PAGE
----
Vidas: Hi guys, this is Vidas!
Ausra: And Ausra!
V: Let’s start episode 580 of Secrets of Organ Playing Podcast. This question was sent by Maureen, and she asks:
Please could you suggest suitable music for this particular week in the Catholic Church?
I love the harmonies for ‘O Sacred head sore wounded’. Is there an organ rendition for this one? Your suggestions would be appreciated as always.
V: I think, Ausra, she refers to “O Sacred Head, Now Wounded.” Right?
A: Yes, I guess. This is a famous chorale.
V: Passion Chorale.
V: For the Passion Week, or Passion Sunday, or for the week before Easter, probably. And actually, I took the initiative and created a Chorale Prelude based on this hymn, “O Sacred Head, Now Wounded,” and it became my composition, too. Let me check which opus number. I think it's Op. 71. So anyway, I hope Maureen will find it useful, and other people. But of course, it’s not about me, there are other composers that created similar Chorale Preludes based on this tune, right?
A: For example, what? Could you suggest any?
V: Dieterich Buxtehude, definitely. Johann Sebastian Bach. These two are very famous settings. And, obviously any Baroque composer from Germany has created their own rendition of this Chorale tune.
A: Well, because I guess this is a Lutheran Chorale, so all the Lutheran composers have composed compositions based on this hymn tune. Although actually, I have heard this hymn with other words, not the Passion words, because this Chorale melody is very famous.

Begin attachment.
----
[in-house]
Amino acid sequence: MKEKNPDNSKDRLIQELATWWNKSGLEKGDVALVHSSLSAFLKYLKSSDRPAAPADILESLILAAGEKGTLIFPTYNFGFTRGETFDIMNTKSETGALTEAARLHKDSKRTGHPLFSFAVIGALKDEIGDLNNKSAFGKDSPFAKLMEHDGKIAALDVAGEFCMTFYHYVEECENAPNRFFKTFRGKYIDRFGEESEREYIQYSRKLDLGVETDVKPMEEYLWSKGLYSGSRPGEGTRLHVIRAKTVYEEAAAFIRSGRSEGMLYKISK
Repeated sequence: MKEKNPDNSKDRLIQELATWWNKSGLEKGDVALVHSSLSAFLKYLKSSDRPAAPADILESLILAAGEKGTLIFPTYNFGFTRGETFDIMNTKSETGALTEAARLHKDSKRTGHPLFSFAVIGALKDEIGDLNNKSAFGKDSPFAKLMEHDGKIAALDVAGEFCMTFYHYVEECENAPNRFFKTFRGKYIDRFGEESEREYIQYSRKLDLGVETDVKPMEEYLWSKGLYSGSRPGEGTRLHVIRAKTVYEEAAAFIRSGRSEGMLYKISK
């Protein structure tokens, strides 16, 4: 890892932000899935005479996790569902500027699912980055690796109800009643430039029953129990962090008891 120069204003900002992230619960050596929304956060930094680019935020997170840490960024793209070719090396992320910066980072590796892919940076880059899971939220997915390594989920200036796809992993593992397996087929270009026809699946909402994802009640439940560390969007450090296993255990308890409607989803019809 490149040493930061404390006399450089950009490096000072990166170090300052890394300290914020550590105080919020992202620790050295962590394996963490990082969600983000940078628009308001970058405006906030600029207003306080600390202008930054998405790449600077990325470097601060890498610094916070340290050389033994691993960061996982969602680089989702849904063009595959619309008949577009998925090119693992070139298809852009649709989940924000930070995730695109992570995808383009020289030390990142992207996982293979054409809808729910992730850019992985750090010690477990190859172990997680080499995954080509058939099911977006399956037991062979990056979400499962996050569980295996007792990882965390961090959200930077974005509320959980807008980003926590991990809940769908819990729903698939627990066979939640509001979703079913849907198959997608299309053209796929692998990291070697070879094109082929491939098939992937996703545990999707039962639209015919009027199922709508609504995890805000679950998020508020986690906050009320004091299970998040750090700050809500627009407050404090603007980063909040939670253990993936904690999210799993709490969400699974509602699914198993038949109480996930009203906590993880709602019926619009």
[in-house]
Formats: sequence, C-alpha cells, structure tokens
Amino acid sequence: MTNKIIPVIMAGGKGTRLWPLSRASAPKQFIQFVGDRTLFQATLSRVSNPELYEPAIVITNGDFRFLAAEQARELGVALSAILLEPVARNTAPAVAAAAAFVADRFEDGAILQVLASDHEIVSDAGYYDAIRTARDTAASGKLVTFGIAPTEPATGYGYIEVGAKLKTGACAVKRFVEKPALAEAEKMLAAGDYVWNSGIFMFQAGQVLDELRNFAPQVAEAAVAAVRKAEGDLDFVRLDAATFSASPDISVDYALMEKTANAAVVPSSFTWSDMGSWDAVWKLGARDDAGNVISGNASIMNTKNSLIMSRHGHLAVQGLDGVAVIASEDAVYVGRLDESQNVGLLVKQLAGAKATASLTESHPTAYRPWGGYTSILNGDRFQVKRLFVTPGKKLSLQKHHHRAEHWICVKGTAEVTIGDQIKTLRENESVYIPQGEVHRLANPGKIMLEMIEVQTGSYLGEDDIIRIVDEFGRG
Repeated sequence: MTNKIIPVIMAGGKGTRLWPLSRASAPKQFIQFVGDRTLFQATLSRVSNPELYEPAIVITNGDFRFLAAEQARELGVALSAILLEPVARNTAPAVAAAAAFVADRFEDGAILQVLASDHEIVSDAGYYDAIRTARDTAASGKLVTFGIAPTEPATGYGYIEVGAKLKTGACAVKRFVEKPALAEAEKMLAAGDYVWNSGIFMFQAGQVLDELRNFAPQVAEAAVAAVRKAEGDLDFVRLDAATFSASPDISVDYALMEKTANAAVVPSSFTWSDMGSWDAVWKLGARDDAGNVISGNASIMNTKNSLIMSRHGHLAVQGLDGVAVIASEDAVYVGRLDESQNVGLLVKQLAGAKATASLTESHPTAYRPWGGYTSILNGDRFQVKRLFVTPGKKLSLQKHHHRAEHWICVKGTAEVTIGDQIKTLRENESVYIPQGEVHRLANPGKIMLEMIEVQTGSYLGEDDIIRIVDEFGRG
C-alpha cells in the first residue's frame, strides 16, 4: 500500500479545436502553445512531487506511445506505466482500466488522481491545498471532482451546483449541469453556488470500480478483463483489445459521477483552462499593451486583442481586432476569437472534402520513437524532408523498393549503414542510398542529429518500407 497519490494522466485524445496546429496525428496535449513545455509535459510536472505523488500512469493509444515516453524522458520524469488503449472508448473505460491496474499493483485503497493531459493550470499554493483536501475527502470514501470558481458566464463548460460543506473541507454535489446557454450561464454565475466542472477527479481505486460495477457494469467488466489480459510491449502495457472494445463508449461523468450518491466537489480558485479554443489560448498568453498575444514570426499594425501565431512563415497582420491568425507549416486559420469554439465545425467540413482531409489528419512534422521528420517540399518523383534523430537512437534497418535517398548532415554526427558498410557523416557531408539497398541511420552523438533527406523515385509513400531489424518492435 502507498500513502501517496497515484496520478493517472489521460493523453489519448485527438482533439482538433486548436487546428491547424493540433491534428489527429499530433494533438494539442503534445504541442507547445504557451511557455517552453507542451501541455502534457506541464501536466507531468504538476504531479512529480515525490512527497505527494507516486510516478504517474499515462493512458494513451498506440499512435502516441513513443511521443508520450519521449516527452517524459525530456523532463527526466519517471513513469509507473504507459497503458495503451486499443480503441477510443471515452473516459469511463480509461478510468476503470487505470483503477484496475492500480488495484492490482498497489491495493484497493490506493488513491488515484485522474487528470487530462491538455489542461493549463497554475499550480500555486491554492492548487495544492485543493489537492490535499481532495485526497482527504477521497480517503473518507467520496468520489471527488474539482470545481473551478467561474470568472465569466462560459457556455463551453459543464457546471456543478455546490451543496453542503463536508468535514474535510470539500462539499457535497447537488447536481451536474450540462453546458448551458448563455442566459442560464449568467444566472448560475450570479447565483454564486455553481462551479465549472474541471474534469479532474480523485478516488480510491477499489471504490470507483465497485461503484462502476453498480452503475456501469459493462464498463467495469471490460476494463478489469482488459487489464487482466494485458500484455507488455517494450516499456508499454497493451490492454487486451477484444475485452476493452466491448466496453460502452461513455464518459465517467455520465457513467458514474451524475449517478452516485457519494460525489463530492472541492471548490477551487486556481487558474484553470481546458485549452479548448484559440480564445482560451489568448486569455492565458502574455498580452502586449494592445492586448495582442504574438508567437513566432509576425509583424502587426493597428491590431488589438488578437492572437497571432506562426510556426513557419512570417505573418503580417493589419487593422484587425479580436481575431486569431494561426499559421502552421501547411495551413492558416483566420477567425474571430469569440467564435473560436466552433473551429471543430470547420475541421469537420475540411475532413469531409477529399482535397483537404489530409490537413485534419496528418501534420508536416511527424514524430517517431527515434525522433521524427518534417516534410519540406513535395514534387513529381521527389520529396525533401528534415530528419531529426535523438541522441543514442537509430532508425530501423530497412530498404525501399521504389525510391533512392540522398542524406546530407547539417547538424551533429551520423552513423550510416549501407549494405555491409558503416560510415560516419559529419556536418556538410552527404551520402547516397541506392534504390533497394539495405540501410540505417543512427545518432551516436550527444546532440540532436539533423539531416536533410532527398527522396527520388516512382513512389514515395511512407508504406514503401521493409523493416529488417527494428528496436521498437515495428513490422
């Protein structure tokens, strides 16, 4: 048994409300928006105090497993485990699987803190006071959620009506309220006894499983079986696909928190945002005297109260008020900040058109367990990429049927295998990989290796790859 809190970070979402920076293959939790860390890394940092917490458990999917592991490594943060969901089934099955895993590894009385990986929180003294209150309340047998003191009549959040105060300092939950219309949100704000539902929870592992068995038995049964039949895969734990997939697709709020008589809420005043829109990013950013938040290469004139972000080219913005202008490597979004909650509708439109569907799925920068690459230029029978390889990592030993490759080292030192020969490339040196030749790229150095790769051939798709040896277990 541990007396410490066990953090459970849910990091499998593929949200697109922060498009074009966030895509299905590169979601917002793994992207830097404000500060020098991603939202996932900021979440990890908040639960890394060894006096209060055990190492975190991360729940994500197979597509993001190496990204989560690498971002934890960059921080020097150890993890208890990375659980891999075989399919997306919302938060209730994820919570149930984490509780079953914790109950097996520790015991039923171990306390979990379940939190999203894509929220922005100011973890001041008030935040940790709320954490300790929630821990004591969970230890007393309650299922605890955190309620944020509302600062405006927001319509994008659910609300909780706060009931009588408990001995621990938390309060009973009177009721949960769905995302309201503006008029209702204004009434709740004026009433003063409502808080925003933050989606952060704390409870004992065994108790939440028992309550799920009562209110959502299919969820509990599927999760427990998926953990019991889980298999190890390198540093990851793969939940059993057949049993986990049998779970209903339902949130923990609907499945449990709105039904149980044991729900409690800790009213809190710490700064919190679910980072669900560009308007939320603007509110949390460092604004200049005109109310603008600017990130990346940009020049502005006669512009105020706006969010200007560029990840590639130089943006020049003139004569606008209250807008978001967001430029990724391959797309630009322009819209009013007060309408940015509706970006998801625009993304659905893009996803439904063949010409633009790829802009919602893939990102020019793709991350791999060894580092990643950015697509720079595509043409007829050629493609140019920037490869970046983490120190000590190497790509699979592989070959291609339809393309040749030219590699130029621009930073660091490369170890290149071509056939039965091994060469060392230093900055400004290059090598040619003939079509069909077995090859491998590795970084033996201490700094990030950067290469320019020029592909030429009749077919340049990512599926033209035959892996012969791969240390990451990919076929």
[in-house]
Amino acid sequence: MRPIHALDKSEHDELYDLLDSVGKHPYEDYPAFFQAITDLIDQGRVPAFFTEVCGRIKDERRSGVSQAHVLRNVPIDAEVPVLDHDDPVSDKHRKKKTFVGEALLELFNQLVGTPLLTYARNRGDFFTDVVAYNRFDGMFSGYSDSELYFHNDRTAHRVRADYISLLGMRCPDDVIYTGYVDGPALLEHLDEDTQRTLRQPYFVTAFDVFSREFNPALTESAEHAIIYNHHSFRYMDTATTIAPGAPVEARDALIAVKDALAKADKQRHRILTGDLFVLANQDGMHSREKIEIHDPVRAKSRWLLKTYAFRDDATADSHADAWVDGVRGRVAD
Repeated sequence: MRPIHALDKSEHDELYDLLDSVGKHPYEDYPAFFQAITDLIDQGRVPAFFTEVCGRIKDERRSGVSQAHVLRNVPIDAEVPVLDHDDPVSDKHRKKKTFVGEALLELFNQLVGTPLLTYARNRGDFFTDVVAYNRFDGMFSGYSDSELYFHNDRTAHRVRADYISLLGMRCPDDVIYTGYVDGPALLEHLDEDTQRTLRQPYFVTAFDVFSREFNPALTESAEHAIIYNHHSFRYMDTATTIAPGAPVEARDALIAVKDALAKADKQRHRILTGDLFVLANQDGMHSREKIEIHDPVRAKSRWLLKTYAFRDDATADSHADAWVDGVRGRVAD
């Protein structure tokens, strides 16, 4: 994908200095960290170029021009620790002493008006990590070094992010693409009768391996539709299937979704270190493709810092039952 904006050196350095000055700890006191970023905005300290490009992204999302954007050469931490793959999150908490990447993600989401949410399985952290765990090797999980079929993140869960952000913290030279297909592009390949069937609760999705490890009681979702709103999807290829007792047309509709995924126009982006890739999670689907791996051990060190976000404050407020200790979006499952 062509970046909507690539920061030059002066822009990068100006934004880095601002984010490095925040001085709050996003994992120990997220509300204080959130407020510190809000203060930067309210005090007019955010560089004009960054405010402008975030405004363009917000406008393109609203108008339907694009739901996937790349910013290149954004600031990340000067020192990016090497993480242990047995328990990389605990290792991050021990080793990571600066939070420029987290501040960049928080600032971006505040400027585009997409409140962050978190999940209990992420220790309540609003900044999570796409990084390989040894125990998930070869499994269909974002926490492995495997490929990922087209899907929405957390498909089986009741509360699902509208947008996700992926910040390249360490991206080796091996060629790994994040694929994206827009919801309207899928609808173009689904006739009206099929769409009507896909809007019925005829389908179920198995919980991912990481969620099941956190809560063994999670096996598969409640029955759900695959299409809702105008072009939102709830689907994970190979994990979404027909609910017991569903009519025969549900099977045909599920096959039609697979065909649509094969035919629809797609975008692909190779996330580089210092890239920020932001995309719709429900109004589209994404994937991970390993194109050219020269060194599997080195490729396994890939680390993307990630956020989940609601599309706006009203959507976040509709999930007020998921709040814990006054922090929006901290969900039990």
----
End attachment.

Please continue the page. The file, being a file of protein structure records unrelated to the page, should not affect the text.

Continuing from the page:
V: It’s of course used many times in “St. Matthew’s Passion!”
A: Yes, I think it goes throughout the piece.
V: By Bach.
A: It’s repeated many times, of course with a different text.
V: Nice. So obviously, if Maureen takes the collection which is called “371 Chorales by Bach,” this collection was collected or gathered after his death by his students, and published from Chorale harmonizations of his four-part Chorales for famous Cantatas, and also, of course, Passion. So, I remember seeing this particular Chorale setting many times appearing in this collection, so you could get many different harmonizations and well as different keys!
A: That’s a nice suggestion, I guess.
V: Yeah, you could play different settings soloing out the melody with your right hand, playing all parts on one manual, and maybe even the soprano line one octave lower as a tenor line, but then the tenor line playing one octave higher, exchanging soprano and tenor, basically, and then this would be a perfect way to add the variety of your setting, and the congregation would love it, probably, because it’s very unusual. You could add your own harmonizations if you know how to do it, but you first have to learn how to harmonize. Right Ausra?
A: Yes, true.
V: So lots of ideas! Pick and choose a few and practice, and send us more of your questions, we love helping you grow. And remember, when you practice,
A: Miracles happen!
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Drs. Vidas Pinkevicius and Ausra Motuzaite-Pinkeviciene
Organists of Vilnius University , creators of Secrets of Organ Playing.
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